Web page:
2 x quad-core system is slower that 2 x dual core on FreeBSD
kris at FreeBSD.org
Tue Nov 20 11:03:14 PST 2007
Alexey Popov wrote:
> Kris Kennaway wrote:
>>>>>>> CPU states: 9.5% user, 0.0% nice, 82.0% system, 0.5%
>>>>>>> interrupt, 8.0% idle
>>>>>> A wild idea that might not help: try reducing kern.hz in
>>>>>> loader.conf to
>>>>>> something like 100 and see if something significant changes.
>>> Usually on PHP backends slow PHP code eats most of the CPU time. I
>>> have %user much bigger than %system in CPU states.
>>> But now %system is much bigger than %user and I can conclude that on
>>> 8-core server FreeBSD consumes more CPU time than PHP.
>> That is one possibility, but you still need to look at the actual
>> throughput on these machines before making conclusions about which is
>> performing better. Can you please provide those numbers for 6.x, 7.x
>> with ULE and 4BSD on the 4-core and 8-core systems?
> Ok, here's results of practical research. The following is approximate
> maximum qps that backends can survive with my workload:
> 7-STABLE quad ULE 20
> 7-STABLE quad 4BSD 17
> 6-STABLE quad 14
> 6-STABLE dual 21
> Linux CentOS 5 quad >50
OK, so 7.x is an improvement compared to 6.x on the 8 core machine, and
ULE is an improvement over 4BSD. This much is in line with expectations.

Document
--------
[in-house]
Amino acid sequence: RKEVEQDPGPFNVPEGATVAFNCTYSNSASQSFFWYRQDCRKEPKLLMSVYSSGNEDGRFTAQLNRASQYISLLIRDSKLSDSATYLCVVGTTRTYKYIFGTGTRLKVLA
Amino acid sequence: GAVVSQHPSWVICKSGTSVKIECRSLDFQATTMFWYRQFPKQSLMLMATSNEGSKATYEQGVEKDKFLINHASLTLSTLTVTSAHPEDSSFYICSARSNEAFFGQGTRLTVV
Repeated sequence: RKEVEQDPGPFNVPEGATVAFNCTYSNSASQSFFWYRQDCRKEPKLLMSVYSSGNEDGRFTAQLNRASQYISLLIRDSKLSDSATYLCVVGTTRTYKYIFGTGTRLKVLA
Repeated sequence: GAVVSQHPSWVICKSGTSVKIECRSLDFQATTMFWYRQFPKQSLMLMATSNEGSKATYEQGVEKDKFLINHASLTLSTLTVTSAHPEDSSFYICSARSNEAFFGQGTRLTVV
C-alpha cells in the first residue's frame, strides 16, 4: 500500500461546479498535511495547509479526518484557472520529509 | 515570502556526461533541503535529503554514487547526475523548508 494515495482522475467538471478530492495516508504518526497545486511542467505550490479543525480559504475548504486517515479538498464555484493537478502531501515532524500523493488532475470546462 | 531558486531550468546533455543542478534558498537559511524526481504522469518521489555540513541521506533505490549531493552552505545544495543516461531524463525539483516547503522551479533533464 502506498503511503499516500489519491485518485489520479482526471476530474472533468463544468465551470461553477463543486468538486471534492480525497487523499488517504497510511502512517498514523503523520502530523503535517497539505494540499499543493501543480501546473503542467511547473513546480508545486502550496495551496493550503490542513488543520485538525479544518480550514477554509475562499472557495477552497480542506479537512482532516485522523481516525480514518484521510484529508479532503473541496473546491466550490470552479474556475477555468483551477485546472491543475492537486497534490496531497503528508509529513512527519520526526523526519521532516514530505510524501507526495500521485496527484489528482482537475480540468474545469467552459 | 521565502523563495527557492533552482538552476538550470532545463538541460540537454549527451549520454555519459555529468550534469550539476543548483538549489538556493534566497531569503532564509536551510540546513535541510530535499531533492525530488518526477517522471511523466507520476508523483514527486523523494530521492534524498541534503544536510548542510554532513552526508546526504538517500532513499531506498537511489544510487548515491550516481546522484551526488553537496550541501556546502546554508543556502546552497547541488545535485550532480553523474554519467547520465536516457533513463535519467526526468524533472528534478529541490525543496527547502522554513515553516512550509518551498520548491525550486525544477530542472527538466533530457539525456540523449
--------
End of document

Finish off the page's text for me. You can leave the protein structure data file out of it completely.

Neither shows an improvement vs 4 cores. It is hard to say for certain
without a direct profile comparison of the workload, but it is probably
due to lockmgr contention. lockmgr is used for various locking
operations to do with VFS data structures. It is known to have poor
performance and scale very badly. It is interesting that you are
running into this on a real workload though, so far I have only
encountered it as a limiting factor in synthetic microbenchmarks.
There was some work done over the summer on replacing lockmgr with
something reasonable, but unfortunately it is not yet ready for testing.
I am CC'ing the developer who was working on that (Attilio Rao).
Depending on his availability it will probably be at least a couple of
months before it is ready though.
In the meantime there is unfortunately not a lot that can be done,
AFAICT. There is one hack that I will send you later but it is not
likely to help much. I will also think about how to track down the
cause of the contention further (the profiling trace only shows that it
comes mostly from vget/vput but doesn't show where these are called from).
> With best regards,
> Alexey Popov
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